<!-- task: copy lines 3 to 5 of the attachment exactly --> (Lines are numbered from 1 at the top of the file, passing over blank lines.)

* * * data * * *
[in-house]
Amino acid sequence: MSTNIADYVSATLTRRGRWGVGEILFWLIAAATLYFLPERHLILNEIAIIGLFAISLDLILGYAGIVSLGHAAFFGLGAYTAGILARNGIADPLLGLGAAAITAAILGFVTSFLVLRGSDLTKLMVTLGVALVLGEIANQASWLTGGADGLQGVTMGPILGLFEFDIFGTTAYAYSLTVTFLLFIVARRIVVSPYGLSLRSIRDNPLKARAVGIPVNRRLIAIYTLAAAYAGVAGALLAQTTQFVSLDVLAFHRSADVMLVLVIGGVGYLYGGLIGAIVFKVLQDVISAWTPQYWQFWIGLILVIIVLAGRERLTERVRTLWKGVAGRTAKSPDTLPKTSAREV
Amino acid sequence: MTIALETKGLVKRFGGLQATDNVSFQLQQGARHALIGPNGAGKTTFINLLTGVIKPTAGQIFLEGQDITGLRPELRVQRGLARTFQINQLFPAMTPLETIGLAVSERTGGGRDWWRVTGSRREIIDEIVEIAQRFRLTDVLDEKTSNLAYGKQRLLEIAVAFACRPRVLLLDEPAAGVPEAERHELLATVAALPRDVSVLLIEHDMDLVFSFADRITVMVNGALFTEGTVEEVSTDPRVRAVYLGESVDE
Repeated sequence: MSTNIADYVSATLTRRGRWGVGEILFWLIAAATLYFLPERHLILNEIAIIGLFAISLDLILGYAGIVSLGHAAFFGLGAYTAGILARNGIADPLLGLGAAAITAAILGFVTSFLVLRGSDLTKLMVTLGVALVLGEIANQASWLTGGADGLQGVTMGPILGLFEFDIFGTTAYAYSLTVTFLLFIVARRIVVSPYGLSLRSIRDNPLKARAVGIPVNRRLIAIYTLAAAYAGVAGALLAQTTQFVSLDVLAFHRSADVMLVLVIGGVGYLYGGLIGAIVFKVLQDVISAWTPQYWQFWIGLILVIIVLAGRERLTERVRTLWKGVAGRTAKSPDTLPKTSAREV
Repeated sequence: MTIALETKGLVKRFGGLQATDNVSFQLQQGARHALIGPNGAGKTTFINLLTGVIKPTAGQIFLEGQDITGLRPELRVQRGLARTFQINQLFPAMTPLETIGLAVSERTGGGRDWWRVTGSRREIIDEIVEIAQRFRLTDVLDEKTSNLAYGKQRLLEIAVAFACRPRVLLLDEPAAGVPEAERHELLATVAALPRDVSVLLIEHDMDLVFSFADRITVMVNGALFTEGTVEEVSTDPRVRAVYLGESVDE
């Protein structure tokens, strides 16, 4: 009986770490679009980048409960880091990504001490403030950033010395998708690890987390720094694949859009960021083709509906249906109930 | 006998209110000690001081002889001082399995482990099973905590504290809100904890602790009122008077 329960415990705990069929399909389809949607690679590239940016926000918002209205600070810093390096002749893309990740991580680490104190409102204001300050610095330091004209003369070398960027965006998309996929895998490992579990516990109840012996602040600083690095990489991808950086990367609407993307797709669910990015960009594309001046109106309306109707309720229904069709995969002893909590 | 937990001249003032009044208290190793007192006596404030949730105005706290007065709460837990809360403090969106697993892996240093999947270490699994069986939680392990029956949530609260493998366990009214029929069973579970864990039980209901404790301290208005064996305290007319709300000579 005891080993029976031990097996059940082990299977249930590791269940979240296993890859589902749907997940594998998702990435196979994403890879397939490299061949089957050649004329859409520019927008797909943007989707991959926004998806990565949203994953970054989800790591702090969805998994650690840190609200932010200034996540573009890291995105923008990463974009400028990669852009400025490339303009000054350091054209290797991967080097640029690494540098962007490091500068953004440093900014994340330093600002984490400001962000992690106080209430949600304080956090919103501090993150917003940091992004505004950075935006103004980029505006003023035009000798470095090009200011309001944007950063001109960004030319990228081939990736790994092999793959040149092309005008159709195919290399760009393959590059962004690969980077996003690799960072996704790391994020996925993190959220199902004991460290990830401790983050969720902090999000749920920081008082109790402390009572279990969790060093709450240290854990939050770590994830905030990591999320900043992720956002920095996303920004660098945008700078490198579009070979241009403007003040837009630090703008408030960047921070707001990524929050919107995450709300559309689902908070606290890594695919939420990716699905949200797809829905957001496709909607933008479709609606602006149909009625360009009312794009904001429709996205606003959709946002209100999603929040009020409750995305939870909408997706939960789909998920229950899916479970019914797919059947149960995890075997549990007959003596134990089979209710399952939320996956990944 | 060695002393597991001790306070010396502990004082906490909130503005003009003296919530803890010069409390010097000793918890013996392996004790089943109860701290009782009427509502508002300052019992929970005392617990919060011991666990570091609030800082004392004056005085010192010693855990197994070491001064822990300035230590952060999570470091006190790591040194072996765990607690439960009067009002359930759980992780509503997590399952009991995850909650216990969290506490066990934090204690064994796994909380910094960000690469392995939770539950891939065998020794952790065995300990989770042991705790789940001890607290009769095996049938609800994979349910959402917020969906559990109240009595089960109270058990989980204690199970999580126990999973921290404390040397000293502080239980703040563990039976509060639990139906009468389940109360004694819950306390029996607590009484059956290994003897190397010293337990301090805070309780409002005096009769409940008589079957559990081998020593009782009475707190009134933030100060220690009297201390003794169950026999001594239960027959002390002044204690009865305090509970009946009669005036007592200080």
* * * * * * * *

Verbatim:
Amino acid sequence: MTIALETKGLVKRFGGLQATDNVSFQLQQGARHALIGPNGAGKTTFINLLTGVIKPTAGQIFLEGQDITGLRPELRVQRGLARTFQINQLFPAMTPLETIGLAVSERTGGGRDWWRVTGSRREIIDEIVEIAQRFRLTDVLDEKTSNLAYGKQRLLEIAVAFACRPRVLLLDEPAAGVPEAERHELLATVAALPRDVSVLLIEHDMDLVFSFADRITVMVNGALFTEGTVEEVSTDPRVRAVYLGESVDE
Repeated sequence: MSTNIADYVSATLTRRGRWGVGEILFWLIAAATLYFLPERHLILNEIAIIGLFAISLDLILGYAGIVSLGHAAFFGLGAYTAGILARNGIADPLLGLGAAAITAAILGFVTSFLVLRGSDLTKLMVTLGVALVLGEIANQASWLTGGADGLQGVTMGPILGLFEFDIFGTTAYAYSLTVTFLLFIVARRIVVSPYGLSLRSIRDNPLKARAVGIPVNRRLIAIYTLAAAYAGVAGALLAQTTQFVSLDVLAFHRSADVMLVLVIGGVGYLYGGLIGAIVFKVLQDVISAWTPQYWQFWIGLILVIIVLAGRERLTERVRTLWKGVAGRTAKSPDTLPKTSAREV
Repeated sequence: MTIALETKGLVKRFGGLQATDNVSFQLQQGARHALIGPNGAGKTTFINLLTGVIKPTAGQIFLEGQDITGLRPELRVQRGLARTFQINQLFPAMTPLETIGLAVSERTGGGRDWWRVTGSRREIIDEIVEIAQRFRLTDVLDEKTSNLAYGKQRLLEIAVAFACRPRVLLLDEPAAGVPEAERHELLATVAALPRDVSVLLIEHDMDLVFSFADRITVMVNGALFTEGTVEEVSTDPRVRAVYLGESVDE